Last Updated on May 9, 2015, by eNotes Editorial. Word Count: 178
Context: One of man's greatest theological problems has been to reconcile human wishes with reality; often God's ways have seemed inscrutable and have run counter to man's pleasure. In Calvinistic theology, particularly, God is sovereign, and Milton was well versed in Calvinism. It is therefore not surprising to find him announcing very early in Paradise Lost, his great Christian epic poem, that one of his purposes, probably the primary purpose, is to show mankind that God's way is the right way. In Milton's view, man must submit to God. Milton's sonnet, "On His Blindness," and his play, Samson Agonistes, also illustrate this view, which must have been some solace to the poet in his later years, when he was suffering blindness, political defeat, and domestic tragedy. At the end of the verse-paragraph opening Paradise Lost, in which Milton invokes the help of the Holy Spirit, he writes:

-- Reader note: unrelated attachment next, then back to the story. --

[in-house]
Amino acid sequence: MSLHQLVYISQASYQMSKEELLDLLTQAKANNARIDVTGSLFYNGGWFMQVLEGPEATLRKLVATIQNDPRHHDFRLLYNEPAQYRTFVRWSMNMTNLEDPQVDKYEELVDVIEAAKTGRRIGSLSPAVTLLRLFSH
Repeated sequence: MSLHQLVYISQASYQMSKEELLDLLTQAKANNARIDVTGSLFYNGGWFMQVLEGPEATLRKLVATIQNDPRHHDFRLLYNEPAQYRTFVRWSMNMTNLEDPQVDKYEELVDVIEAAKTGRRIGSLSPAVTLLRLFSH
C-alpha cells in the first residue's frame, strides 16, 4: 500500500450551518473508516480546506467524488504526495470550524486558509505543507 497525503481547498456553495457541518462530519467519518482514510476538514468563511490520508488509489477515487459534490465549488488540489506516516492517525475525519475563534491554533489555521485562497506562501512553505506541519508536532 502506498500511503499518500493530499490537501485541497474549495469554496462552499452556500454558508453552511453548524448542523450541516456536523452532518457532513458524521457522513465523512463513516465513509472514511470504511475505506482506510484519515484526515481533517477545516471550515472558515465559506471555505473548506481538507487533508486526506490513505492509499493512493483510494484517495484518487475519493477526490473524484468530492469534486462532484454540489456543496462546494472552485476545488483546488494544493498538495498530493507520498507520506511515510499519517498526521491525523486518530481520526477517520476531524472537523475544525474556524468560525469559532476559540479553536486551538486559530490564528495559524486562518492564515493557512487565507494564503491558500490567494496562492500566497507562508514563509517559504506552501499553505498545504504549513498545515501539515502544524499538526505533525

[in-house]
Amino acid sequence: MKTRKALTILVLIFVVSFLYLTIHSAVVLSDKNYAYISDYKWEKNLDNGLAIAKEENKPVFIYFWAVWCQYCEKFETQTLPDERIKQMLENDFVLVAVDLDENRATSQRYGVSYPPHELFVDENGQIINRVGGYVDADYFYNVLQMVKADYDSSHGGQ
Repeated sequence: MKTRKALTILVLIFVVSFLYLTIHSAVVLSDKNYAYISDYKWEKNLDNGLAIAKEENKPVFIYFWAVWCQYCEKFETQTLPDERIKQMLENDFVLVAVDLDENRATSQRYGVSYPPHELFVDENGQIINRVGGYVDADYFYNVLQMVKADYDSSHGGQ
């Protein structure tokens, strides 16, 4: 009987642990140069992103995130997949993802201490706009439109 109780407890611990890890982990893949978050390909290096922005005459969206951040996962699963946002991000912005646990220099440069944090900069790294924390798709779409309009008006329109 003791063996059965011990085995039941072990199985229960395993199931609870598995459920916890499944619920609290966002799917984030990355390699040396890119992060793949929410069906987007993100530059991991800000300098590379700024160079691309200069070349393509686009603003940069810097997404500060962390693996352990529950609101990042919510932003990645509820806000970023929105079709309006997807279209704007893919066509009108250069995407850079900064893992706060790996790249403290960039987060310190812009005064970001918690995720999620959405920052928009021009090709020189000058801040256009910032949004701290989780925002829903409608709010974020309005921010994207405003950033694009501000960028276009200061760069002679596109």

What in me is dark
Illumine; what is low, raise and support;
That to the height of this great argument
I may assert eternal Providence,
And justify the ways of God to men.
Unlock This Study Guide Now
Start your 48-hour free trial and unlock all the summaries, Q&A, and analyses you need to get better grades now.
- 30,000+ book summaries
- 20% study tools discount
- Ad-free content
- PDF downloads
- 300,000+ answers
- 5-star customer support